Frederick Douglass, Harriet Jacobs, W.E.B. Du Bois, Zora Neale Hurston, Malcolm X - their words speak firmly, eloquently and personally of the impact of white America on the lives of African-Americans. Black autobiographical discourses, from the earliest slave narratives to contemporary urban raps, have each in their own way gauged and confronted the character of society. For Crispin Sartwell, as philosopher, cultural critic, and white male, these texts provide a rare opportunity of gaining access to the contents and core of white identity. There is, Sartwell contends, a fundamental elusiveness to that identity. Whiteness defines itself as normative, as a neutral form of the human condition, marking all other forms of identity as "racial" or "ethnic" deviations. Invisible to itself, white identity seeks to define its essence over and against those other identities, in effect defining itself through opposition and oppression. By maintaining fictions of black licentiousness, violence, and corruption, white identity is able to cast itself as humane, benevolent, and pure; the stereotype fabricates not only the oppressed but the oppressor as well.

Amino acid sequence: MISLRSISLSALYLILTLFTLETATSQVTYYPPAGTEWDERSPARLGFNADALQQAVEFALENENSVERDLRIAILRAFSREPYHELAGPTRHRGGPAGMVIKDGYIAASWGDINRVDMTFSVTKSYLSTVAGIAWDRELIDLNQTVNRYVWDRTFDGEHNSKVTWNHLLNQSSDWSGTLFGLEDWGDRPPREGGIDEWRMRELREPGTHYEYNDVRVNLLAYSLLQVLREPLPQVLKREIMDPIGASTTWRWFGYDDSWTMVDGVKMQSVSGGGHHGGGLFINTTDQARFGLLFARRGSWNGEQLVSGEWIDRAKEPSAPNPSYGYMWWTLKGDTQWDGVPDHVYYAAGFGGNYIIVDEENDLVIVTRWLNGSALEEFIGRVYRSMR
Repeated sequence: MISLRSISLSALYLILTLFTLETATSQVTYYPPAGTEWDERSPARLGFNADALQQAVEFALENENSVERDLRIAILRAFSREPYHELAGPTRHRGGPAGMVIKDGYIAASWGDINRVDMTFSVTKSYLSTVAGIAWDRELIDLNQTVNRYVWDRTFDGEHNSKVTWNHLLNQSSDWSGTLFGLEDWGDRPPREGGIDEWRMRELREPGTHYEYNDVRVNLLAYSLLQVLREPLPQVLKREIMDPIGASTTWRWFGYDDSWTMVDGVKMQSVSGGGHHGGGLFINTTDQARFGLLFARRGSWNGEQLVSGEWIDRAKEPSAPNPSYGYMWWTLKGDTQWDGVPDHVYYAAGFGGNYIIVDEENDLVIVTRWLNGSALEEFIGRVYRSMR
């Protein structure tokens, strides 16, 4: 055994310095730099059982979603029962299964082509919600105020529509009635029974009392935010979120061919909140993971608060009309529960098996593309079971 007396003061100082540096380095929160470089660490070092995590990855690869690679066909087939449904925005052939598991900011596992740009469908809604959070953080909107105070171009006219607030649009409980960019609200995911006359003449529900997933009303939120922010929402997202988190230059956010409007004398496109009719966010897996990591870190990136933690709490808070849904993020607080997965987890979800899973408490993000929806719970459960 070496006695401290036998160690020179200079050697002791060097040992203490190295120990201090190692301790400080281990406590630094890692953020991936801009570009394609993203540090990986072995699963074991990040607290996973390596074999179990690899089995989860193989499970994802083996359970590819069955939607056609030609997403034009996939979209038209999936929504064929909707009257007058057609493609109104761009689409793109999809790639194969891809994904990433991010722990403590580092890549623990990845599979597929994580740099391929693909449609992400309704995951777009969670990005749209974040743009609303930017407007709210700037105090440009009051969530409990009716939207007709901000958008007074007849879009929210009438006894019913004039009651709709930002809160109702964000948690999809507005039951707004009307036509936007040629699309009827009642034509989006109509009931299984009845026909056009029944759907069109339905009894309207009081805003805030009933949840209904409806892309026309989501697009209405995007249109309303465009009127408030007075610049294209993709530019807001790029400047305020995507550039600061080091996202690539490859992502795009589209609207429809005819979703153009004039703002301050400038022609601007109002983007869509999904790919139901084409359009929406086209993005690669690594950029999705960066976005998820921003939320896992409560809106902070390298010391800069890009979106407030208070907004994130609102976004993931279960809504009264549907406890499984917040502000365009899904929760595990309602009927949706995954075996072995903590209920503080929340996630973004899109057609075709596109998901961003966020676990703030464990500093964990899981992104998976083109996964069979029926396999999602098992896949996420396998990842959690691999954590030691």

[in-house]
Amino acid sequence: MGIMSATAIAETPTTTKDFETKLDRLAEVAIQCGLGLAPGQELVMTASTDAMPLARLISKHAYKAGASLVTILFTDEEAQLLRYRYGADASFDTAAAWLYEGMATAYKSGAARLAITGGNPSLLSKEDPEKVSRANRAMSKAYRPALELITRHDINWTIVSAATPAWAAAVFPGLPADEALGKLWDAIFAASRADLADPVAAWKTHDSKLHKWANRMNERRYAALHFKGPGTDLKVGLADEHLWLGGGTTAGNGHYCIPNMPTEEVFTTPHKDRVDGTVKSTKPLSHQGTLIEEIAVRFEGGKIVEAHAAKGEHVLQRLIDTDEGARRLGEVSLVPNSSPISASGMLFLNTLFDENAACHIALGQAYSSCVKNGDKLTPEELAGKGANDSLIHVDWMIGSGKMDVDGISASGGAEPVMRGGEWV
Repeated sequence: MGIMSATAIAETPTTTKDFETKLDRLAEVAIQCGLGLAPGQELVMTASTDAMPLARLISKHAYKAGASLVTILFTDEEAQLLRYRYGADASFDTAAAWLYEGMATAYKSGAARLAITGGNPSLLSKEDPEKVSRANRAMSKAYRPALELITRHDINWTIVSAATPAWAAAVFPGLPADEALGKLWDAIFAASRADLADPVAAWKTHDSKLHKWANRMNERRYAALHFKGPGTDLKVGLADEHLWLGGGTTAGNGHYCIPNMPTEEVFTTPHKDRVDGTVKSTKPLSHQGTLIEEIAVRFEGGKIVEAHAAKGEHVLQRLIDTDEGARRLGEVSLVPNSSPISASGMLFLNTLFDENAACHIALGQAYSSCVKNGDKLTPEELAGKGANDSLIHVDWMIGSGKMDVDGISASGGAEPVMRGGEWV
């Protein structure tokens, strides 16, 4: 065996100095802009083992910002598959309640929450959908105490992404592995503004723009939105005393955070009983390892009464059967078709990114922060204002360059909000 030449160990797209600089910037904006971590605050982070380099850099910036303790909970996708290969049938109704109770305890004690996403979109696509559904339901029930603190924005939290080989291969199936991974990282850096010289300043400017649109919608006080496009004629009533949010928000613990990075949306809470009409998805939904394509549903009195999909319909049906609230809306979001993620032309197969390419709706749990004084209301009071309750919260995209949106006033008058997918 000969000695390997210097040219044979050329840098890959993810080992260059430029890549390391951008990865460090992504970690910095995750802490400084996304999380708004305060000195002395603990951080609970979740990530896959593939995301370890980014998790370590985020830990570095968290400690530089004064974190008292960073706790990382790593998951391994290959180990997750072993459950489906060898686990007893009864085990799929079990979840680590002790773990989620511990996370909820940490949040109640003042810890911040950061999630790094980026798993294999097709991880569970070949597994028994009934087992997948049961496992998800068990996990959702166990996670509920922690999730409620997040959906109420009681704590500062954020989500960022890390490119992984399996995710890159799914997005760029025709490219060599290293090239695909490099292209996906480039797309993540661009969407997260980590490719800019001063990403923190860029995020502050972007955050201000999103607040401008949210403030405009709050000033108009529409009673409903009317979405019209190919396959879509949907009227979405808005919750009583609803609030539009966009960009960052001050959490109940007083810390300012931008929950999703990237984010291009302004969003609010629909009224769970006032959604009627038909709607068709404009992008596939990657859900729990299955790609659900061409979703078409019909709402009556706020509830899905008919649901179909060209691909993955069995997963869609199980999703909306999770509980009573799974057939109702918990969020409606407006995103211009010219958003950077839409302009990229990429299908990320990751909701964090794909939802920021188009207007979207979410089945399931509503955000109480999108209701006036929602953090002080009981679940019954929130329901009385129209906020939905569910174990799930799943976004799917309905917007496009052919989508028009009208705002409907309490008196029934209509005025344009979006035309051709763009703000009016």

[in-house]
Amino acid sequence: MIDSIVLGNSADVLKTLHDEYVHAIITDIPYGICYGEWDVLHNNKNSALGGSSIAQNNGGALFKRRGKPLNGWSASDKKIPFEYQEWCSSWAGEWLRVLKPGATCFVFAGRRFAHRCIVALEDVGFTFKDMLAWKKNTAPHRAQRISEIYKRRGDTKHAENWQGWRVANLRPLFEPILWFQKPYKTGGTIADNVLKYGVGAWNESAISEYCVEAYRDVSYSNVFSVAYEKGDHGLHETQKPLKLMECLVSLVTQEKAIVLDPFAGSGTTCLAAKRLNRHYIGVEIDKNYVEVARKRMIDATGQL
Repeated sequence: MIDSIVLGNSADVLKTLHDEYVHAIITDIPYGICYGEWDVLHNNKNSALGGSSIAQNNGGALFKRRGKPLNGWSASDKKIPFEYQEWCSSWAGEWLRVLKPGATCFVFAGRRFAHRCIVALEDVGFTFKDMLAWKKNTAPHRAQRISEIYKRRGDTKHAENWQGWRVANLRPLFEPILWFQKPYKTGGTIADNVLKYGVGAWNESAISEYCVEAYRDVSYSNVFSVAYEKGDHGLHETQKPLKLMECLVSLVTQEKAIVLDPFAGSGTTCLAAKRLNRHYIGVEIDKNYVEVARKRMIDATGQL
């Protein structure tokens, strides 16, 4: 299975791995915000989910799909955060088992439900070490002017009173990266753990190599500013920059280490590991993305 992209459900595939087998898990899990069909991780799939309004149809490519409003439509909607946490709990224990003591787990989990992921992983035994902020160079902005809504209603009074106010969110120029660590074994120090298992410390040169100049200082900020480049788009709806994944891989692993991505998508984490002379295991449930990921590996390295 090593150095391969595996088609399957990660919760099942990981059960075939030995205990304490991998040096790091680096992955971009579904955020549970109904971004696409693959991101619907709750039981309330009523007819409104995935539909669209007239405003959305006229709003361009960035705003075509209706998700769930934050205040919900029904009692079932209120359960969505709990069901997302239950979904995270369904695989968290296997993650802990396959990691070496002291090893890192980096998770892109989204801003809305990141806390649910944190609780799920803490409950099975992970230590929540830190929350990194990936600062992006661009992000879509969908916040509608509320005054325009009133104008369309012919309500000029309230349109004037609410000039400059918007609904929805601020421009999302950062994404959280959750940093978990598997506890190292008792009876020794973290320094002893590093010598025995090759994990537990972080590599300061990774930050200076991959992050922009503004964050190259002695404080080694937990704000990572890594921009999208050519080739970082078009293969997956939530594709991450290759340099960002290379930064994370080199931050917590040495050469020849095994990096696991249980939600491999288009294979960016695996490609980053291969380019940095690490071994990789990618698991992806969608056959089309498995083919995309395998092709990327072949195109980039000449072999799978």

Sartwell argues that African-American autobiography perceives white identity from a particular and unique vantage point: one that is knowledgeable and intimate, yet removed from the white world and thus unencumbered by its obfuscating claims to normativity.